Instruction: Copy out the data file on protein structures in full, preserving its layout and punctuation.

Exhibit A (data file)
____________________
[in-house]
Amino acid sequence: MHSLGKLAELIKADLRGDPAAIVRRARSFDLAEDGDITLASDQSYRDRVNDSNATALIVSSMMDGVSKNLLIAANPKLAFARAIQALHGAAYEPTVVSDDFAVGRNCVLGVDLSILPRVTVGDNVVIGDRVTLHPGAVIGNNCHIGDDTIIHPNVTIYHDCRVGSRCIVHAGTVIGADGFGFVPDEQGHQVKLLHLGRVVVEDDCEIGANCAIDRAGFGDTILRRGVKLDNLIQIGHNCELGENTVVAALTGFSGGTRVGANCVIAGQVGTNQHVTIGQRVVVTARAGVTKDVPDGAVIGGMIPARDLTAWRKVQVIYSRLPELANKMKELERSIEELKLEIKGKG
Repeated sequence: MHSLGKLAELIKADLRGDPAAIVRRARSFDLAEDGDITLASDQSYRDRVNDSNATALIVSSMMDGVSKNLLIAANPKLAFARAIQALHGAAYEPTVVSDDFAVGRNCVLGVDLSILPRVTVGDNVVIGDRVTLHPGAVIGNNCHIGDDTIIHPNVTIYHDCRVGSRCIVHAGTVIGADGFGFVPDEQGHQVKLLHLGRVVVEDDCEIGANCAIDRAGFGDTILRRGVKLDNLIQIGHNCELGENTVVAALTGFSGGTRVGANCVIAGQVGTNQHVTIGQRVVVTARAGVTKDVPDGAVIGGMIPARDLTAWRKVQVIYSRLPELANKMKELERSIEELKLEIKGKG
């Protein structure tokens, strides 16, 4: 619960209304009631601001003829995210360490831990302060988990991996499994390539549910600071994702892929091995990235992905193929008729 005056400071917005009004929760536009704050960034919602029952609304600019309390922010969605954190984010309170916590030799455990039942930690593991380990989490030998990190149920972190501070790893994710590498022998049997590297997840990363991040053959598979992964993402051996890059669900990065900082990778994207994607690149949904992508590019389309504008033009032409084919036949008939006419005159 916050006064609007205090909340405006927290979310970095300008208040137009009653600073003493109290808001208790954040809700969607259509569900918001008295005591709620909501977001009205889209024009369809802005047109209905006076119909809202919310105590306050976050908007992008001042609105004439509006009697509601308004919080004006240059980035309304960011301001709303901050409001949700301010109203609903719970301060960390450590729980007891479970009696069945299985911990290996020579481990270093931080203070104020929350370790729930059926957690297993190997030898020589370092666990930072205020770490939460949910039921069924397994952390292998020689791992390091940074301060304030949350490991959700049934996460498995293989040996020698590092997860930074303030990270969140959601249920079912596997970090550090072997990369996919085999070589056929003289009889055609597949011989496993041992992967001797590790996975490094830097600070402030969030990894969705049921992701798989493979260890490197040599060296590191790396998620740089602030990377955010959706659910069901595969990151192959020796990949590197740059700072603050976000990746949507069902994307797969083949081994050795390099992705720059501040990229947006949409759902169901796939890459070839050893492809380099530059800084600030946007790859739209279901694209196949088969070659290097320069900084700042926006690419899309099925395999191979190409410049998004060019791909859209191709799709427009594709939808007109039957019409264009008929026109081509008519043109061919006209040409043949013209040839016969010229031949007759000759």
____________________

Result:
[in-house]
Amino acid sequence: MHSLGKLAELIKADLRGDPAAIVRRARSFDLAEDGDITLASDQSYRDRVNDSNATALIVSSMMDGVSKNLLIAANPKLAFARAIQALHGAAYEPTVVSDDFAVGRNCVLGVDLSILPRVTVGDNVVIGDRVTLHPGAVIGNNCHIGDDTIIHPNVTIYHDCRVGSRCIVHAGTVIGADGFGFVPDEQGHQVKLLHLGRVVVEDDCEIGANCAIDRAGFGDTILRRGVKLDNLIQIGHNCELGENTVVAALTGFSGGTRVGANCVIAGQVGTNQHVTIGQRVVVTARAGVTKDVPDGAVIGGMIPARDLTAWRKVQVIYSRLPELANKMKELERSIEELKLEIKGKG
Repeated sequence: MHSLGKLAELIKADLRGDPAAIVRRARSFDLAEDGDITLASDQSYRDRVNDSNATALIVSSMMDGVSKNLLIAANPKLAFARAIQALHGAAYEPTVVSDDFAVGRNCVLGVDLSILPRVTVGDNVVIGDRVTLHPGAVIGNNCHIGDDTIIHPNVTIYHDCRVGSRCIVHAGTVIGADGFGFVPDEQGHQVKLLHLGRVVVEDDCEIGANCAIDRAGFGDTILRRGVKLDNLIQIGHNCELGENTVVAALTGFSGGTRVGANCVIAGQVGTNQHVTIGQRVVVTARAGVTKDVPDGAVIGGMIPARDLTAWRKVQVIYSRLPELANKMKELERSIEELKLEIKGKG
């Protein structure tokens, strides 16, 4: 619960209304009631601001003829995210360490831990302060988990991996499994390539549910600071994702892929091995990235992905193929008729 005056400071917005009004929760536009704050960034919602029952609304600019309390922010969605954190984010309170916590030799455990039942930690593991380990989490030998990190149920972190501070790893994710590498022998049997590297997840990363991040053959598979992964993402051996890059669900990065900082990778994207994607690149949904992508590019389309504008033009032409084919036949008939006419005159 916050006064609007205090909340405006927290979310970095300008208040137009009653600073003493109290808001208790954040809700969607259509569900918001008295005591709620909501977001009205889209024009369809802005047109209905006076119909809202919310105590306050976050908007992008001042609105004439509006009697509601308004919080004006240059980035309304960011301001709303901050409001949700301010109203609903719970301060960390450590729980007891479970009696069945299985911990290996020579481990270093931080203070104020929350370790729930059926957690297993190997030898020589370092666990930072205020770490939460949910039921069924397994952390292998020689791992390091940074301060304030949350490991959700049934996460498995293989040996020698590092997860930074303030990270969140959601249920079912596997970090550090072997990369996919085999070589056929003289009889055609597949011989496993041992992967001797590790996975490094830097600070402030969030990894969705049921992701798989493979260890490197040599060296590191790396998620740089602030990377955010959706659910069901595969990151192959020796990949590197740059700072603050976000990746949507069902994307797969083949081994050795390099992705720059501040990229947006949409759902169901796939890459070839050893492809380099530059800084600030946007790859739209279901694209196949088969070659290097320069900084700042926006690419899309099925395999191979190409410049998004060019791909859209191709799709427009594709939808007109039957019409264009008929026109081509008519043109061919006209040409043949013209040839016969010229031949007759000759």